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New material coating technology mimics nature's lotus effect

Ever stop to consider why lotus plant leaves always look clean? The hydrophobic -- water repelling -- characteristic of the leaf, termed the "Lotus effect," helps the plant survive in muddy swamps, repelling dirt and producing beautiful flowers.

Of late, engineers have been paying more and more attention to nature's efficiencies, such as the Lotus effect, and studying its behavior in order to make advances in technology. As one example, learning more about swarming schools of fish is aiding in the development of unmanned underwater vehicles. Other researchers are observing the extraordinary navigational abilities of bats that might lead to new ways to reconfigure aviation highways in the skies.

Ranga Pitchumani , professor of mechanical engineering at Virginia Tech and currently on an invitational assignment as the chief scientist and director of the Concentrating Solar Power and Systems Integration programs of the U.S. Department of Energy's SunShot Initiative www.solar.energy.gov, would like to see more efficiencies and clever designs in technology. His work reflects this philosophy.

His recent development of a type of coating for materials that has little to no affinity for water emulates the Lotus effect. Commonplace material coatings are as simple as paints and varnishes. More sophisticated coatings might be used for resistance to corrosion, fire, or explosives.

The American Chemical Society recognized the impact of the work of Pitchumani and Atieh Haghdoost, a recent doctoral graduate from Pitchumani's Advanced Materials and Technologies Laboratory, featuring their research on the cover of its April 15 issue of the publication Langmuir, a highly-cited, peer reviewed journal.

Using a two-step technique, "We produced a low-cost and simple approach for coating metallic surfaces with an enduring superhydrophobic (strong water repellant) film of copper," Pitchumani explained. Copper allows for high heat and electrical conductivity, and is the material of choice in many engineering applications such as heat exchangers and electronic circuit boards.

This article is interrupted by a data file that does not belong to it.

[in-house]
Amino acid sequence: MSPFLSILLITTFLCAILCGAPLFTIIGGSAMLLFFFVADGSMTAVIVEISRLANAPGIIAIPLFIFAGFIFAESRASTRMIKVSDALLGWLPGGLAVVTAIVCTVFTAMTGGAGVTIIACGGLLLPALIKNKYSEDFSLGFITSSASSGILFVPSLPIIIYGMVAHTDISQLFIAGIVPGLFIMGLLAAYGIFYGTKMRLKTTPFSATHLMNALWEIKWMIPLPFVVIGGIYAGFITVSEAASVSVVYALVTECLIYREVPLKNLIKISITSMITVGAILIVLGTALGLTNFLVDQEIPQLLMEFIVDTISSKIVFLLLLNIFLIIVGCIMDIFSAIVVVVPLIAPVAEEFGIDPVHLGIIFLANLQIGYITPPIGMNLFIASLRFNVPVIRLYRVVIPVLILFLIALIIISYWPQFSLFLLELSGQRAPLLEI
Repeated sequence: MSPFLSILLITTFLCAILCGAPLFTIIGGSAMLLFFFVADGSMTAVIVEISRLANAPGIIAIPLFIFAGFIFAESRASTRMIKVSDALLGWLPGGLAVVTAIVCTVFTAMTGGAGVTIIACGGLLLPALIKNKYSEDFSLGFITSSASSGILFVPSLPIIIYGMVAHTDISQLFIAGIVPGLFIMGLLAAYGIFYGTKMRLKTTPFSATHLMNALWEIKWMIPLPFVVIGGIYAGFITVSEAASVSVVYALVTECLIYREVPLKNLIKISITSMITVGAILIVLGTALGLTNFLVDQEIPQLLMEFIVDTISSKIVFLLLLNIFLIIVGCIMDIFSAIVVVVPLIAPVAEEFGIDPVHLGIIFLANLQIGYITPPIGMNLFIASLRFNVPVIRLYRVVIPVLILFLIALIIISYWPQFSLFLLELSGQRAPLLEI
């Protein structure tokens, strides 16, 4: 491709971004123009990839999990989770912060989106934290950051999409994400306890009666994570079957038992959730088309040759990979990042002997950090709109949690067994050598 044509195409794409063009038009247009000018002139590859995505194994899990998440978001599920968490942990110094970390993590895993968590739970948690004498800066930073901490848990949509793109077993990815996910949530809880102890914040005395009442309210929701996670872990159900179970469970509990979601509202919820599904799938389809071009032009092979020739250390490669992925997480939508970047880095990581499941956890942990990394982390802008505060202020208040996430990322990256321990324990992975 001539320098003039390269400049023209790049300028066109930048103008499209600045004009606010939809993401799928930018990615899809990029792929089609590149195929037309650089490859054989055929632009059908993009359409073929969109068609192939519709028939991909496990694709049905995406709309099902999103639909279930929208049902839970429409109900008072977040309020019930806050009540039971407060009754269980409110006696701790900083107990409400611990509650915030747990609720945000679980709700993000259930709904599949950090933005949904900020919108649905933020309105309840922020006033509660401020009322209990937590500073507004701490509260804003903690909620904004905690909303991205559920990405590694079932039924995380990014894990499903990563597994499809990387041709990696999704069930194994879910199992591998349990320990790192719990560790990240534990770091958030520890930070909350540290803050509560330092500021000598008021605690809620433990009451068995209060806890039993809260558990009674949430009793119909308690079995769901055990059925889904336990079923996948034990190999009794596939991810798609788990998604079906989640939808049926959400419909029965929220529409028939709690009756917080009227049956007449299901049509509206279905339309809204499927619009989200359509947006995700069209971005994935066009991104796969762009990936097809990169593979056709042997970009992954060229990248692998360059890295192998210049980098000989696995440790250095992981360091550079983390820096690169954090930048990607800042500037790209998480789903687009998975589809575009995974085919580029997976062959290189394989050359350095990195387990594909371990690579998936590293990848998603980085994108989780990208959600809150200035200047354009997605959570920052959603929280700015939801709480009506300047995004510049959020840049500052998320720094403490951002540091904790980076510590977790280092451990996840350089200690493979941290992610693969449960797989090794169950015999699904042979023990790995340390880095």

Numerous methods currently exist to produce coating surfaces that for all practical purposes do not get wet as the water droplets run off the material. A few examples are: spraying; self-assembly where molecules spontaneously organize themselves into a structure; and laser etching.

But Pitchumani and Haghdoost explained their method "differs in that their two-step process is used to directly make superhydrophobic copper coatings without the more costly need for an additional layer of a low surface energy material."

The two-step process uses a common coating technique called electrodeposition. Again, they have a distinction -- the difference from previous manufacturing practices is that Pitchumani and Haghdoost do not use a template that can adversely affect the texture of the coating that is deposited on the surface of the material or substrate. Their template-free process allows the coating material to be made of the same material as the substrate, thereby preserving its thermal and electrical properties.

The possibilities for the technology are huge. The coatings can minimize or eliminate "fouling" -- dirt and grime accumulation -- in heat exchangers, reduce pressure drop in flow through tubes, provide improved corrosion resistance, and mitigate creep failure in electronic printed circuit board applications. They currently have an international patent pending (PCT/US2014/016312), that was filed through the Virginia Tech Intellectual Property office.

In the future, they hope to expand the nature-inspired innovation to materials other than copper.

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